InsiderBusinessNew warning regarding individuals impersonating CySEC representatives

New warning regarding individuals impersonating CySEC representatives

As a result of the Cyprus Securities and Exchange Commission’s (CySEC) supervision programme, there is evidence of fraudulent representation of CySEC officers engaging with investment services providers and their (prospective) clients.

It has come to our repeated attention that individuals claiming to be CySEC officers or appointed representatives are soliciting investors for fees in exchange for settlement of bogus compensation claims related to conduct of business with a number of firms under CySEC’s supervision.

CySEC would like to remind the public that it never sends unsolicited correspondence to investors or members of the public, nor does it ever request any personal data, financial or otherwise.

CySEC has no authority or jurisdiction to collect fees for any purpose from individual investors, nor does it have authority to appoint anyone to do so on its behalf.

CySEC does not authorise, verify, monitor, or in any way involved in class actions, compensation schemes, payments between natural or legal entities or any public or private agencies.

What do these scams look like?

Such cases occur often and may be part of a sophisticated online campaign that seeks to defraud investors. Typically, such scams may have the following characteristics:

  • Individuals claim to be CySEC officers, appointed representatives of CySEC (e.g. legal advisors), other Cypriot supervisory authorities (e.g. Central Bank of Cyprus) and/or bank representatives appointed by CySEC.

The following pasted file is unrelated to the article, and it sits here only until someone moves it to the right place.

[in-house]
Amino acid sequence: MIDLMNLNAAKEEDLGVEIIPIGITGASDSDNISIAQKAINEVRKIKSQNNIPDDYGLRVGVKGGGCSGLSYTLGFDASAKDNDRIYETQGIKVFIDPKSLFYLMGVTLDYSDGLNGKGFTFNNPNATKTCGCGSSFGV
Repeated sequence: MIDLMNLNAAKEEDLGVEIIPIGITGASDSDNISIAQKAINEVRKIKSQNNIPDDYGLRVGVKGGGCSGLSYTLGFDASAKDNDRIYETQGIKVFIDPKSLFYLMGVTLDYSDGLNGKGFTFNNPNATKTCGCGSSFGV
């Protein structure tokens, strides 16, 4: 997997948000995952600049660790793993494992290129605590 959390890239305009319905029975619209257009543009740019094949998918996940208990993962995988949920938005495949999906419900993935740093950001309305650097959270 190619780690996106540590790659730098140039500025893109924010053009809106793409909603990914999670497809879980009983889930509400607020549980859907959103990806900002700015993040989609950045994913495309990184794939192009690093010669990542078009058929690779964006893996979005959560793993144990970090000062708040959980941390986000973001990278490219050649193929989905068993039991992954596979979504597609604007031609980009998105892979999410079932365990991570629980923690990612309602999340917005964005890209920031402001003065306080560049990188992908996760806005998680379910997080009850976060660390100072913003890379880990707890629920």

• These scammers contact investors that are clients of regulated entities under CySEC’s supervision, often via email.
  • These emails appear genuine when they are not – they carry the name, address, official stamp and logo of CySEC and fraudulently copy CySEC officials’ signature.
  • The fraudsters then make false promises to assist investors with compensation for potential damages in connection with dealings they have had with sanctioned firms (typically online trading firms offering speculative investment products).
  • Through this engagement, the fraudsters illegally obtain personal information including telephone records.
  • In some cases, investors are then called via telephone in relation to email correspondence.

CySEC has sent multiple public information warnings via its website at

Example impersonation: what you should watch out for

A recent case involved correspondence in which an individual using the name Richard Moore attempts to convince recipients to pay legal fees to participate in fake aid programs for recovery of losses they might have suffered. In said correspondence, there is also unauthorized use of the CySEC logo. This individual uses the electronic address [email protected].

What you should do if you are unsure about unsolicited correspondence

  1. Do stay alert: CySEC urges the public to remain vigilant regarding any unsolicited communication from CySEC. If you are confused why the regulator is contacting you, that is because we are likely not.
  2. Don’t provide personal information: CySEC will never ask you for money or personal financial information. Refrain from giving money to anyone who claims any or all of the above, or similar.
  3. Do seek confirmation: if you are unsure about the authenticity of any communications, contact CySEC via [email protected] before taking any decision/action.

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